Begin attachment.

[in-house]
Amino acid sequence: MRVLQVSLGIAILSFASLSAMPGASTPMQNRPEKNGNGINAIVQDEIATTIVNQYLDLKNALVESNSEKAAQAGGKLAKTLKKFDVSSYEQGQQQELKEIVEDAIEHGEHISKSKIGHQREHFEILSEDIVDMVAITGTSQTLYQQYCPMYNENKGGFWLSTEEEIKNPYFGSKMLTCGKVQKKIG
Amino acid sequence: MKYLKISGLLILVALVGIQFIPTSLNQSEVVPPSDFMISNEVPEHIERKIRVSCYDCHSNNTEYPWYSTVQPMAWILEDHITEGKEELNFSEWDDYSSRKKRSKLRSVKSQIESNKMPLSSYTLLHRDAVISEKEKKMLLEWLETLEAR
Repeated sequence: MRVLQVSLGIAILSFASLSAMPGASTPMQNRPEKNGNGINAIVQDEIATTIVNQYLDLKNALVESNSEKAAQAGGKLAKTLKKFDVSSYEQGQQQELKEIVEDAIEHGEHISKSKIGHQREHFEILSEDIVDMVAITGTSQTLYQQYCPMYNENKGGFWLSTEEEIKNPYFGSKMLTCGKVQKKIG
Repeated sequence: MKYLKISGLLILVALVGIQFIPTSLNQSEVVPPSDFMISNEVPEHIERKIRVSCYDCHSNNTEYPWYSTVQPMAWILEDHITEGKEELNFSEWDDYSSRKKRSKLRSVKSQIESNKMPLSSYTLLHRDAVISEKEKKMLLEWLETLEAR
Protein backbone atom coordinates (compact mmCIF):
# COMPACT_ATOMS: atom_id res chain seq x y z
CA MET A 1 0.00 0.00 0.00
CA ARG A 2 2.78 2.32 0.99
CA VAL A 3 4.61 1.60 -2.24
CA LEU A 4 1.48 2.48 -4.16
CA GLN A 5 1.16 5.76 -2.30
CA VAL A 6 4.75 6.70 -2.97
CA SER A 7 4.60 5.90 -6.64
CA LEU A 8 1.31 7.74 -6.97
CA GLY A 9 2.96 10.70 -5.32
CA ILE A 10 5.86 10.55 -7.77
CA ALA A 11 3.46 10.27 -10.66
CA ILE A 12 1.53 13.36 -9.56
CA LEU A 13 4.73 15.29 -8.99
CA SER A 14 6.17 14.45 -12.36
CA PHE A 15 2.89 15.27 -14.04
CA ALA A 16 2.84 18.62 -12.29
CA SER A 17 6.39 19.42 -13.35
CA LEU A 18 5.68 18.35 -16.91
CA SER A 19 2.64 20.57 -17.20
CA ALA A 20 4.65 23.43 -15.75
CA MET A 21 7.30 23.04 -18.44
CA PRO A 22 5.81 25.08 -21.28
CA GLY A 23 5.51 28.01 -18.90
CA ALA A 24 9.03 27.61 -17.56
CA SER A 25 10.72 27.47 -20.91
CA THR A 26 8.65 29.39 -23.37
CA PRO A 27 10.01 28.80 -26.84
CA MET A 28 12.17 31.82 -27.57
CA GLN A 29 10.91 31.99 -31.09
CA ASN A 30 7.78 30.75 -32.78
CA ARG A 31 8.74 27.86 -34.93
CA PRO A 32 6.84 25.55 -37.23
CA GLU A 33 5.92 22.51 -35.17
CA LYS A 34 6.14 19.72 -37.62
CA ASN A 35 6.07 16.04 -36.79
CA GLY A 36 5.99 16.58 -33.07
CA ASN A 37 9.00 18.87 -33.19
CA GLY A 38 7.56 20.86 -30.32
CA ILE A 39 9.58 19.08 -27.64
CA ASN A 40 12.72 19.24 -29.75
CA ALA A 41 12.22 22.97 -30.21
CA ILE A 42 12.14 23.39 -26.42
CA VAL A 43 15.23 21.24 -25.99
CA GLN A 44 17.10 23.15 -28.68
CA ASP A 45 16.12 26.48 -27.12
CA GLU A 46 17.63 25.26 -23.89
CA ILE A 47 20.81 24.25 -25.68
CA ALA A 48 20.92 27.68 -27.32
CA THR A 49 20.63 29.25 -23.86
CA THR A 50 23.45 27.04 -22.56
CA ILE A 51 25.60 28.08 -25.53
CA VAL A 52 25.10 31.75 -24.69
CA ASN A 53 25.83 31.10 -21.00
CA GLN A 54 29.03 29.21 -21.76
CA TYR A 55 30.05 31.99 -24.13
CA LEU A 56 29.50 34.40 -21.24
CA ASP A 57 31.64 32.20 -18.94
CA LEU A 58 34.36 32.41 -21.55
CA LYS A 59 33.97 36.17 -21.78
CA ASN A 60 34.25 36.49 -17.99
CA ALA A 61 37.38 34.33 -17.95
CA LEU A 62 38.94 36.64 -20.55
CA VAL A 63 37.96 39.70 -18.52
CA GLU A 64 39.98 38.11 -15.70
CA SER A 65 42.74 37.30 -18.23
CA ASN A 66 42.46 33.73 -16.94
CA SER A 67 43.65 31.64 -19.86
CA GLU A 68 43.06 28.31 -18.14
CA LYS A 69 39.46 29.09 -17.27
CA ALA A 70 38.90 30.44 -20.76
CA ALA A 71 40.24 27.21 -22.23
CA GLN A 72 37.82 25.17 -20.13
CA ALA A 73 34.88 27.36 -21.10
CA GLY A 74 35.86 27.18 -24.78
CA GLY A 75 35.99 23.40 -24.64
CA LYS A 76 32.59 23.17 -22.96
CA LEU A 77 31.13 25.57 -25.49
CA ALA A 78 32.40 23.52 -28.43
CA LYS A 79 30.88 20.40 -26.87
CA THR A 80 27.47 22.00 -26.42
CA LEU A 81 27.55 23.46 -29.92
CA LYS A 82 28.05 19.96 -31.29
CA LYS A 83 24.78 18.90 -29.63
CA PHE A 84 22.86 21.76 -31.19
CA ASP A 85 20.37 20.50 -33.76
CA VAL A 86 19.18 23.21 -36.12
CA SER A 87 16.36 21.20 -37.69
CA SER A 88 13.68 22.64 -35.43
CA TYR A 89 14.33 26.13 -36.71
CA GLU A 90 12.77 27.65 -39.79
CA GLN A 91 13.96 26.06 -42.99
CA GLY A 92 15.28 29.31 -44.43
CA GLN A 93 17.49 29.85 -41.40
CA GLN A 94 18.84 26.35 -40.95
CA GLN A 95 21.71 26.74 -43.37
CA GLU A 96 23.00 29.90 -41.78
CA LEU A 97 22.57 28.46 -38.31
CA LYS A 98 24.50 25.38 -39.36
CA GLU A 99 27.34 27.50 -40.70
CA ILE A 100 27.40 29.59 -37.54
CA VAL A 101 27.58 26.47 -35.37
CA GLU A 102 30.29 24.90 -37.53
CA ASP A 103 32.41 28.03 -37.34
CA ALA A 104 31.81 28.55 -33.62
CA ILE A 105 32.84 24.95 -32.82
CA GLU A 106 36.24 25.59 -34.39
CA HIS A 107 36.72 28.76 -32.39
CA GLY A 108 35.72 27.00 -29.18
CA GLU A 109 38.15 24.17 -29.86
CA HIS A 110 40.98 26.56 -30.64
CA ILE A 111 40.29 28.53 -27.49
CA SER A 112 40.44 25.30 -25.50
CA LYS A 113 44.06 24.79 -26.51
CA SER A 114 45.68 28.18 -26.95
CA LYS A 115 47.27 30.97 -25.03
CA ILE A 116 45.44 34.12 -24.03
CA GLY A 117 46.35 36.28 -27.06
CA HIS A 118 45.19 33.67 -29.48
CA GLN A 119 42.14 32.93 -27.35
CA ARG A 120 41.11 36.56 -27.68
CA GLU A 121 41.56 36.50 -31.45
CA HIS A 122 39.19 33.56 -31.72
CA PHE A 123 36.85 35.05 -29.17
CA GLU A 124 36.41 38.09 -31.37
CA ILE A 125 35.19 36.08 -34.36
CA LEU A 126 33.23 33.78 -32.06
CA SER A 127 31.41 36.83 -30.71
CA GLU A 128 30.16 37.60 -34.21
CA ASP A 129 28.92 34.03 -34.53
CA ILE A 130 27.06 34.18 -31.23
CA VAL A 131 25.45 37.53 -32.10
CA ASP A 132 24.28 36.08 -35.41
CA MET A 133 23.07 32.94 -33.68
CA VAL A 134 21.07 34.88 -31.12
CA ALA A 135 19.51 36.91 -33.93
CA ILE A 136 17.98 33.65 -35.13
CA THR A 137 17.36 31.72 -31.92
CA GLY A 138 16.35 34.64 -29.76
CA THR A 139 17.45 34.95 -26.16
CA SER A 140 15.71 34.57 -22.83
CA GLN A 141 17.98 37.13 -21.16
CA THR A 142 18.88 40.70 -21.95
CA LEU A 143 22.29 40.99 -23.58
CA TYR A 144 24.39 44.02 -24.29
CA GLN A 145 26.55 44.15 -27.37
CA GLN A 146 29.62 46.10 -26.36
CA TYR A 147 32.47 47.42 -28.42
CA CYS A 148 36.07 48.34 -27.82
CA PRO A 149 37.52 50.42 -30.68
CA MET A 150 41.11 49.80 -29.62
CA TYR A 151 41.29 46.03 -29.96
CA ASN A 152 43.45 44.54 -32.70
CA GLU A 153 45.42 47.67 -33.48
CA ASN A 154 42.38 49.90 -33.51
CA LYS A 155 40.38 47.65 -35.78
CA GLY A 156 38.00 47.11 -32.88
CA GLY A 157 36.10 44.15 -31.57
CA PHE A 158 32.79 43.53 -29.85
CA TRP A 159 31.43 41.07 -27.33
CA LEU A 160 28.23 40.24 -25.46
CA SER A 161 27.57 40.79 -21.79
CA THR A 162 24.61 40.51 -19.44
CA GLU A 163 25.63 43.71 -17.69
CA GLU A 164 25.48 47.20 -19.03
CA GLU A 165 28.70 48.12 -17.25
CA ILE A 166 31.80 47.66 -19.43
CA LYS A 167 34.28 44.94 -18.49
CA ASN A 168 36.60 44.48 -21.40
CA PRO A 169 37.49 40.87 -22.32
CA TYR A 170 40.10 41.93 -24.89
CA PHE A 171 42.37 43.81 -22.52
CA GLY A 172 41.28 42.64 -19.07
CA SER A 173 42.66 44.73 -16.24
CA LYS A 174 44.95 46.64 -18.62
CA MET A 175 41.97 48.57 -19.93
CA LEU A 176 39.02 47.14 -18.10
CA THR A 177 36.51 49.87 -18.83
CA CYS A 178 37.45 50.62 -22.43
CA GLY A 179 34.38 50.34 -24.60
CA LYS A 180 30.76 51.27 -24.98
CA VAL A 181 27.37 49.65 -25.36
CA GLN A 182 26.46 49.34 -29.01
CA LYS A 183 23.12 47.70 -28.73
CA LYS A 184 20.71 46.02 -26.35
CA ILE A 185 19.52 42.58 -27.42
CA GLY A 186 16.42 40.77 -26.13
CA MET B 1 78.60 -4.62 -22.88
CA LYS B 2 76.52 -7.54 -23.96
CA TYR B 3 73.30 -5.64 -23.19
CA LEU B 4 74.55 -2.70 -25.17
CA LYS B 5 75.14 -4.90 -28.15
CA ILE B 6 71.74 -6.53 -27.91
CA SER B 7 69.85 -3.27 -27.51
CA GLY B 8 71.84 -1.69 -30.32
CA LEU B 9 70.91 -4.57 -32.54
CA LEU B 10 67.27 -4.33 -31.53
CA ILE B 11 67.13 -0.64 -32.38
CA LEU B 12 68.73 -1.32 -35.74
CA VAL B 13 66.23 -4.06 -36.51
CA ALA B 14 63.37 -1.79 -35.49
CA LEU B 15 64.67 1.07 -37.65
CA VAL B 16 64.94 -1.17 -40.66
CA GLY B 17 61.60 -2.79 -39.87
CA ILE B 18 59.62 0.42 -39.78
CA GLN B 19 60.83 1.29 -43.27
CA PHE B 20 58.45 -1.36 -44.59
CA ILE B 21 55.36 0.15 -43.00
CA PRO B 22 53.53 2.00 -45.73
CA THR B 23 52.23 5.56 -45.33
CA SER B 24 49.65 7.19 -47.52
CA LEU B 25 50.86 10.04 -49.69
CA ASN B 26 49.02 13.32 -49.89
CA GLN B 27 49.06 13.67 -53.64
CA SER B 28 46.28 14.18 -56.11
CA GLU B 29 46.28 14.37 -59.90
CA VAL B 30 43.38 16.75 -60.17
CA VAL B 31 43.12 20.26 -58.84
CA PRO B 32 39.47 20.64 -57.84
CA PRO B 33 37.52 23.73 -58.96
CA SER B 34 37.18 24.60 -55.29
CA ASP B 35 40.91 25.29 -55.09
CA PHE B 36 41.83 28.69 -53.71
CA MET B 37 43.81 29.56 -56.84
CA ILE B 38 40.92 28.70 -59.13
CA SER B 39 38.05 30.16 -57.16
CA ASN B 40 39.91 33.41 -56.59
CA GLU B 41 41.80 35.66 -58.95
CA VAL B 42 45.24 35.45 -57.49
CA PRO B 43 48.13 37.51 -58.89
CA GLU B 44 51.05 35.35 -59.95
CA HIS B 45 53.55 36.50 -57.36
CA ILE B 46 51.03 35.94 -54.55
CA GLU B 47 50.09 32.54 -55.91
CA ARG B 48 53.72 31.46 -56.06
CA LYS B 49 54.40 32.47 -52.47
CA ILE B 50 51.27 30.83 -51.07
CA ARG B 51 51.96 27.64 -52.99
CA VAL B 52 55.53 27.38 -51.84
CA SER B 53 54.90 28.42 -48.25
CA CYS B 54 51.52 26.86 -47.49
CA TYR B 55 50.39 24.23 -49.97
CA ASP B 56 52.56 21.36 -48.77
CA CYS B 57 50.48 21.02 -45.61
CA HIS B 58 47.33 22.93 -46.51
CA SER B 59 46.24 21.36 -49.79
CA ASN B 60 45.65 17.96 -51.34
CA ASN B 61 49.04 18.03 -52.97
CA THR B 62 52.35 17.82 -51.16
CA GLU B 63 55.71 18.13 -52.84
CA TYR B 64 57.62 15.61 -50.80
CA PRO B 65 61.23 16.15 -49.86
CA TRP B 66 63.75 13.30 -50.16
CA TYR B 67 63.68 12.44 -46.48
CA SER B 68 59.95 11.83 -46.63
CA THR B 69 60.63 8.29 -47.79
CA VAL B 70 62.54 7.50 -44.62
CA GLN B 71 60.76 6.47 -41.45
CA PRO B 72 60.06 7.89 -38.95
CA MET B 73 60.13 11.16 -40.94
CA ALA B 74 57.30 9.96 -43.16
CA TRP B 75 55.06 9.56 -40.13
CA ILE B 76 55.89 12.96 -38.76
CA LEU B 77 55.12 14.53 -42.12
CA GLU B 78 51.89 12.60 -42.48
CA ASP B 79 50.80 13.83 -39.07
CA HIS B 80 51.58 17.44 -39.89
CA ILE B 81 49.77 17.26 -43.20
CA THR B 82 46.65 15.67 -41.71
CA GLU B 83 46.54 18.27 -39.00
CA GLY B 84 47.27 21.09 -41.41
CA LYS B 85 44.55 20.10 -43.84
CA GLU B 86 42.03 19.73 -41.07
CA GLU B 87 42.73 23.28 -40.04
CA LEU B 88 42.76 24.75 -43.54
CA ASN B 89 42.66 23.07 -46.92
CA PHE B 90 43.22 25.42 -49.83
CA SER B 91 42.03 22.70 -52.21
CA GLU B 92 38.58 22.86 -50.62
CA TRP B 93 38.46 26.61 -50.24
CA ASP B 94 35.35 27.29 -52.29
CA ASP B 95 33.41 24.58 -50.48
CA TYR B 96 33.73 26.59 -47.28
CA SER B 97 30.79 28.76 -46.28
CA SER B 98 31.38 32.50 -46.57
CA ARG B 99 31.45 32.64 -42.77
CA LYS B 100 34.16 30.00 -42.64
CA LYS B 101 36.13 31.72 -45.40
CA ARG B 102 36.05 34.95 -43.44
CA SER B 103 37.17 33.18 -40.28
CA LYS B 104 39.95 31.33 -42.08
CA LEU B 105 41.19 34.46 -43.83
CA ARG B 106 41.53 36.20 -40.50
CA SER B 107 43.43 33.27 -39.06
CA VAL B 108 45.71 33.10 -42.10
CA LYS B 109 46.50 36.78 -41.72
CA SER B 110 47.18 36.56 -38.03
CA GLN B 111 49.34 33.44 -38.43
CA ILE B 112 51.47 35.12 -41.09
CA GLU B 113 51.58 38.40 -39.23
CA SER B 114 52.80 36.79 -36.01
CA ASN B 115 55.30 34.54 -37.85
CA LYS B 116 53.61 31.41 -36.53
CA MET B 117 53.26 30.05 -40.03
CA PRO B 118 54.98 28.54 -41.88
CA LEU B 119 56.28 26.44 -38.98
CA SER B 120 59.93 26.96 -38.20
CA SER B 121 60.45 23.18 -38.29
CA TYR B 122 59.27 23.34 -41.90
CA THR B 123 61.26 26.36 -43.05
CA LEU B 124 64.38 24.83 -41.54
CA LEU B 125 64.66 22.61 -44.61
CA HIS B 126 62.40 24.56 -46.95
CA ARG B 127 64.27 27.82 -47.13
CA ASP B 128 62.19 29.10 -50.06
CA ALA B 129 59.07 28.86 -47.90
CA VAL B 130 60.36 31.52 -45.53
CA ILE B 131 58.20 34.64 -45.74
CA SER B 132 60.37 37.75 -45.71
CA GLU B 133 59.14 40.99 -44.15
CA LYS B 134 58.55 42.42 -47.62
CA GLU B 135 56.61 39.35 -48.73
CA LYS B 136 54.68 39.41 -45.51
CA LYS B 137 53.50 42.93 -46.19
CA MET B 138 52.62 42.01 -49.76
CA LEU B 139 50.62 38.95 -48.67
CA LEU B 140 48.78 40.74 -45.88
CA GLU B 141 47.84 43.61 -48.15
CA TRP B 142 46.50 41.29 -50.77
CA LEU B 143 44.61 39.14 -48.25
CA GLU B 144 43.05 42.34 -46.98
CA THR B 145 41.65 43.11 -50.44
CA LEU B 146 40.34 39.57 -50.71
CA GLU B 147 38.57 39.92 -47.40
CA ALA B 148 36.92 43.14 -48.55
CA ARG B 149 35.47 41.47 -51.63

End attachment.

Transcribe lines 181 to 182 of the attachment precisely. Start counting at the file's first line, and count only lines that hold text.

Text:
CA LYS A 174 44.95 46.64 -18.62
CA MET A 175 41.97 48.57 -19.93